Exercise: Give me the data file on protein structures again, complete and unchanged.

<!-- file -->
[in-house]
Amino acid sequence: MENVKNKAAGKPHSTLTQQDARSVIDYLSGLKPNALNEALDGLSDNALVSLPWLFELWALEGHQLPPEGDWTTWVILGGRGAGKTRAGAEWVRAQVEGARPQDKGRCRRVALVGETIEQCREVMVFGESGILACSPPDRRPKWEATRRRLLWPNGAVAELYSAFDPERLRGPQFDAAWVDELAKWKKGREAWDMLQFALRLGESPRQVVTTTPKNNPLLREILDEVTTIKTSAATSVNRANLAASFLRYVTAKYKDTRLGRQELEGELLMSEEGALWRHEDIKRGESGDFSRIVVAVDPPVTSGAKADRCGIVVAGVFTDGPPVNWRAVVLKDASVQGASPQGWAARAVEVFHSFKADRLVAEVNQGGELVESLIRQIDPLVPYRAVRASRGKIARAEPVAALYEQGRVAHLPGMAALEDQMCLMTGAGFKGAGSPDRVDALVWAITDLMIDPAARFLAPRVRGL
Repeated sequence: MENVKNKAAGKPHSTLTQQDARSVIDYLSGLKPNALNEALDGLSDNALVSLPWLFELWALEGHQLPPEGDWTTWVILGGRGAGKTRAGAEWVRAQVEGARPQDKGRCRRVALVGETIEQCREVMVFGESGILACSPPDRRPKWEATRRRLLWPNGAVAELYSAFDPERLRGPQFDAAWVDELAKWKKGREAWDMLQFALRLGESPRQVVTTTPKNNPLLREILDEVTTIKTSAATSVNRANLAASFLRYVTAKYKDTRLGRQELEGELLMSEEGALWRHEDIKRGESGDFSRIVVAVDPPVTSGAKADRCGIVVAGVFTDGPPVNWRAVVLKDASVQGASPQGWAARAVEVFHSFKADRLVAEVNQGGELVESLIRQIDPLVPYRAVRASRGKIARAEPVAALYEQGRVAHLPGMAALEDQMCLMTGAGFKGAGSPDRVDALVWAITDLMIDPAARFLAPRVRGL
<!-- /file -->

[in-house]
Amino acid sequence: MENVKNKAAGKPHSTLTQQDARSVIDYLSGLKPNALNEALDGLSDNALVSLPWLFELWALEGHQLPPEGDWTTWVILGGRGAGKTRAGAEWVRAQVEGARPQDKGRCRRVALVGETIEQCREVMVFGESGILACSPPDRRPKWEATRRRLLWPNGAVAELYSAFDPERLRGPQFDAAWVDELAKWKKGREAWDMLQFALRLGESPRQVVTTTPKNNPLLREILDEVTTIKTSAATSVNRANLAASFLRYVTAKYKDTRLGRQELEGELLMSEEGALWRHEDIKRGESGDFSRIVVAVDPPVTSGAKADRCGIVVAGVFTDGPPVNWRAVVLKDASVQGASPQGWAARAVEVFHSFKADRLVAEVNQGGELVESLIRQIDPLVPYRAVRASRGKIARAEPVAALYEQGRVAHLPGMAALEDQMCLMTGAGFKGAGSPDRVDALVWAITDLMIDPAARFLAPRVRGL
Repeated sequence: MENVKNKAAGKPHSTLTQQDARSVIDYLSGLKPNALNEALDGLSDNALVSLPWLFELWALEGHQLPPEGDWTTWVILGGRGAGKTRAGAEWVRAQVEGARPQDKGRCRRVALVGETIEQCREVMVFGESGILACSPPDRRPKWEATRRRLLWPNGAVAELYSAFDPERLRGPQFDAAWVDELAKWKKGREAWDMLQFALRLGESPRQVVTTTPKNNPLLREILDEVTTIKTSAATSVNRANLAASFLRYVTAKYKDTRLGRQELEGELLMSEEGALWRHEDIKRGESGDFSRIVVAVDPPVTSGAKADRCGIVVAGVFTDGPPVNWRAVVLKDASVQGASPQGWAARAVEVFHSFKADRLVAEVNQGGELVESLIRQIDPLVPYRAVRASRGKIARAEPVAALYEQGRVAHLPGMAALEDQMCLMTGAGFKGAGSPDRVDALVWAITDLMIDPAARFLAPRVRGL